STATS: Munroe had to be happy for the opportunity to lower his bloated goals-against average, which was 12.36 due to struggles in his lone outing this season. He stopped 17 of 19 shots, dropping it to 4.59 and raising his save percentage from .636 to .800.
— Gordie Green’s team-high four-game points streak was snapped.
— Scott Dornbrock blocked a Miami-best four shots, and RedHawks Rourke Russell added three, giving him a team high of 39.
— Carter Johnson was 9-3 on faceoffs as he continues to make his case for regular ice time.
— No power play goals were scored on the weekend. The teams each had eight chances in the two-game set. SCSU did score twice shorthanded, but both were empty netters.
THOUGHTS: This is the part where some expect a rant about how bad Miami was yet again.
While inflammatory speech may generate hits, it wouldn’t be fair to rip the team’s play on Saturday. The RedHawks played pretty well in this game.
They just couldn’t get the puck in the net.
The defense, perhaps inspired by their missing regular goalie, tightened up and held SCSU to just 21 shots. And very few good scoring chances.
One St. Cloud goal should’ve been stopped, one was on an exceptional shot and two were empty netters.
Huskies goalie David Hrenak deserves a lot of credit too, as he stopped all 30 Miami shots he faced.
Sometimes teams run into a hot goalie, and you just have to tip your hat.
The problem of course is that the 27 previous games this season have netted just 10 wins, the RedHawks have used up their allotment of acceptable losses, with plenty of unacceptable losses mixed in.
— He obviously didn’t pick up any points, but Kiefer Sherwood played his best hockey of the season this weekend. He seems to have gotten back that extra gear of skating speed, he backchecked relentlessly and dished out a couple of big hits, which has never been a major part of his game.
Sherwood had a slow start to this season and is still down overall in terms of points pace but seems to be over whatever held him back the first few months of 2017-18.
— The forwards took six minors penalties, with five leading to SCSU power plays. Conor Lemirande an Casey Gilling both were whistled for a pair of minors. Gilling leads the team in minors (17) and PIM (50), which isn’t going to cut it if he’s going to be a major part of this team the next three-plus years.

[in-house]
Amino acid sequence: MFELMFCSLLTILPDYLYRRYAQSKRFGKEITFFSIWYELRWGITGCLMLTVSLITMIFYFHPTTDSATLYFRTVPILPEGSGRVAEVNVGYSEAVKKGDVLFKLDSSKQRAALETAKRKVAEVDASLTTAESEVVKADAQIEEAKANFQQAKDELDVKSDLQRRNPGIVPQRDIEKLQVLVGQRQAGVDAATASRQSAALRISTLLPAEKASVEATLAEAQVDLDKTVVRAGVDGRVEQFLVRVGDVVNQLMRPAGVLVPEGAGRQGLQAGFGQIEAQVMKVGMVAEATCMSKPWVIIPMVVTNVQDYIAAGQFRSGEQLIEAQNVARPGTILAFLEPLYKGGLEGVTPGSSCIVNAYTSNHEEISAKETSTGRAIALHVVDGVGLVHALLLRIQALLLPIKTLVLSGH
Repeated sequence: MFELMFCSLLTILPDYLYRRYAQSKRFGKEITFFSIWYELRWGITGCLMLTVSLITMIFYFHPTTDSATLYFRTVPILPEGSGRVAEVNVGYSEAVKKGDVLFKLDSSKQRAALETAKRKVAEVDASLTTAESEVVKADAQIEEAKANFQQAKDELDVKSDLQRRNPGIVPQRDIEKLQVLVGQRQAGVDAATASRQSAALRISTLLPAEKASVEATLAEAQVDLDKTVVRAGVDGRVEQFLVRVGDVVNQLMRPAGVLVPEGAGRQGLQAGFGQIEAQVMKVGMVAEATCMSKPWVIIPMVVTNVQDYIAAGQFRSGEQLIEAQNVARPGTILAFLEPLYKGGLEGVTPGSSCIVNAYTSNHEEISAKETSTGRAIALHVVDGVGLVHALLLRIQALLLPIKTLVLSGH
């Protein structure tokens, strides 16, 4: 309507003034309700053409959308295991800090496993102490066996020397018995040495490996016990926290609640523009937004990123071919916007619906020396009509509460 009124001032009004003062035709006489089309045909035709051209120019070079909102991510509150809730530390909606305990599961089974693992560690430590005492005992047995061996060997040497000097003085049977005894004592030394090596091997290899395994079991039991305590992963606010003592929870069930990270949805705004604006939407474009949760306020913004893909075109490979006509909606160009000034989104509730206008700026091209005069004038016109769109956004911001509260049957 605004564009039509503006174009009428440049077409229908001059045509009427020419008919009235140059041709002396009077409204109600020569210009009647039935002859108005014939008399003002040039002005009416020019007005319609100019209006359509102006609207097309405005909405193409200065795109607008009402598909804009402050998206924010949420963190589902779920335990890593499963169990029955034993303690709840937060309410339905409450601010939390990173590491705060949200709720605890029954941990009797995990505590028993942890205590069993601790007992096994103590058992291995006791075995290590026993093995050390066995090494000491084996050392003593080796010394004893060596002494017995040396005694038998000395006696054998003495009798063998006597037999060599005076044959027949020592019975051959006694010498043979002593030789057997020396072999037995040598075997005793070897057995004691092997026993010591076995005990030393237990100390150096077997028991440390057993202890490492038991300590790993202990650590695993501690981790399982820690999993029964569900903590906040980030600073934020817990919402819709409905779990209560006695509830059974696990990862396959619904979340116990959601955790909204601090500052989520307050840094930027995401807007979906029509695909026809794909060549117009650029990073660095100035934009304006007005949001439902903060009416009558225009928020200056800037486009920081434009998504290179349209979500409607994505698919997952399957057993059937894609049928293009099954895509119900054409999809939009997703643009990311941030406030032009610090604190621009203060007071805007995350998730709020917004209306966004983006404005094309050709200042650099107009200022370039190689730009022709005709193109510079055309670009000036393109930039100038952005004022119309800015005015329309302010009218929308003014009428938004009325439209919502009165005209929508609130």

— Came away once again impressed by the A-through-Z Poehling contingent on the Huskies.
— Coach Enrico Blasi has been pulling the goalie radically early when trailing this season, even doing so with 17 minutes left in the third period earlier this calendar year. SCSU scored three empty netters this weekend as a result, but really, if it helps the team’s chance of winning just an iota and only drawback is a more lopsided final score, then go for it.
FORWARDS: D. Hot goalie or not, this group’s job is to score goals and they came up empty. And yeah, the penalties.
DEFENSEMEN: B. They seemed to make a conceded effort to tighten up with Munroe in net and were solid overall. This corps also stayed out of the penalty box. They helped hold a potent SCSU team to 21 shots, and very few high-quality chances.
GOALTENDING: C. Munroe definitely should’ve stopped the first goal. The second one was ticketed for the corner of the net. His rebound control was solid, although he didn’t see many difficult shots. He can thank his D-corps for stepping up. Munroe was also put in a difficult spot, as he likely didn’t know he was starting until minutes before the game.
LINEUP CHANGES: After three straight games going with the same 19, Austin Alger and Grant Frederic both dressed. Alger, a forward, replaced Willie Knierim, and blueliner Frederic was in for Chaz Switzer, who had played in 13 straight games.
FINAL THOUGHTS: All eight NCHC teams have six games left, and Miami can finish no better than third.
The RedHawks are last in the conference with 17 points, and UNO is seventh with 21. So it’s an uphill climb just to get out of the basement, especially considering Miami’s remaining schedule.
The ultimate goal of fourth would likely require Miami to run the table and hope the teams the RedHawks are chasing falter down the stretch. The RedHawks are 10 points down on both fourth-place North Dakota and fifth-place Duluth, and they would have to catch one of those teams and pass UNO and Colorado College.
Miami heads to Duluth next week, returns home to play North Dakota and finishes as Denver. Those teams are ninth, 12th and second in PairWise, respectively.
In other words, if you’ve already pre-paid for first-round NCHC playoff tickets at Cady Arena, a refund is extremely likely for the third straight year.
OXFORD, Ohio – Because it was televised nationally, Miami’s game on Friday started a half hour later than normal.
Unfortunately the RedHawks didn’t begin play until well after that.
MU surrendered three goals in the first 10 minutes in an eventual 5-2 loss to No. 4 St. Cloud State at Cady Arena.